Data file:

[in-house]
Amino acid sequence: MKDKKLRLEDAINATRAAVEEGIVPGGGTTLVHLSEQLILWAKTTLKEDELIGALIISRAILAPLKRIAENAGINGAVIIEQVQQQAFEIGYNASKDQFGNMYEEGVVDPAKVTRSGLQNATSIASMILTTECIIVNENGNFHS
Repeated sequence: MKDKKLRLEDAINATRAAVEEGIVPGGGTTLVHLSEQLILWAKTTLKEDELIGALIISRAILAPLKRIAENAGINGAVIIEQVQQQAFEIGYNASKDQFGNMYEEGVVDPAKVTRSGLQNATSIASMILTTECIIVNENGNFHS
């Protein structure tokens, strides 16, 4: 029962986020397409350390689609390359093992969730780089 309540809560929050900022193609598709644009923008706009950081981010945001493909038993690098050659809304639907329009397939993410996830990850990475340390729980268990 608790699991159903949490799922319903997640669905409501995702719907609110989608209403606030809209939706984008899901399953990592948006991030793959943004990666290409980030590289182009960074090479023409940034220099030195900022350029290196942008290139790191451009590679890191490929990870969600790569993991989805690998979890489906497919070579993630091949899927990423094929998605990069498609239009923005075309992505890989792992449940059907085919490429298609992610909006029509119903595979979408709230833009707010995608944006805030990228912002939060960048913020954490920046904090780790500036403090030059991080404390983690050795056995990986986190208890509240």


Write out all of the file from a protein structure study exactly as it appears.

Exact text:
[in-house]
Amino acid sequence: MKDKKLRLEDAINATRAAVEEGIVPGGGTTLVHLSEQLILWAKTTLKEDELIGALIISRAILAPLKRIAENAGINGAVIIEQVQQQAFEIGYNASKDQFGNMYEEGVVDPAKVTRSGLQNATSIASMILTTECIIVNENGNFHS
Repeated sequence: MKDKKLRLEDAINATRAAVEEGIVPGGGTTLVHLSEQLILWAKTTLKEDELIGALIISRAILAPLKRIAENAGINGAVIIEQVQQQAFEIGYNASKDQFGNMYEEGVVDPAKVTRSGLQNATSIASMILTTECIIVNENGNFHS
């Protein structure tokens, strides 16, 4: 029962986020397409350390689609390359093992969730780089 309540809560929050900022193609598709644009923008706009950081981010945001493909038993690098050659809304639907329009397939993410996830990850990475340390729980268990 608790699991159903949490799922319903997640669905409501995702719907609110989608209403606030809209939706984008899901399953990592948006991030793959943004990666290409980030590289182009960074090479023409940034220099030195900022350029290196942008290139790191451009590679890191490929990870969600790569993991989805690998979890489906497919070579993630091949899927990423094929998605990069498609239009923005075309992505890989792992449940059907085919490429298609992610909006029509119903595979979408709230833009707010995608944006805030990228912002939060960048913020954490920046904090780790500036403090030059991080404390983690050795056995990986986190208890509240």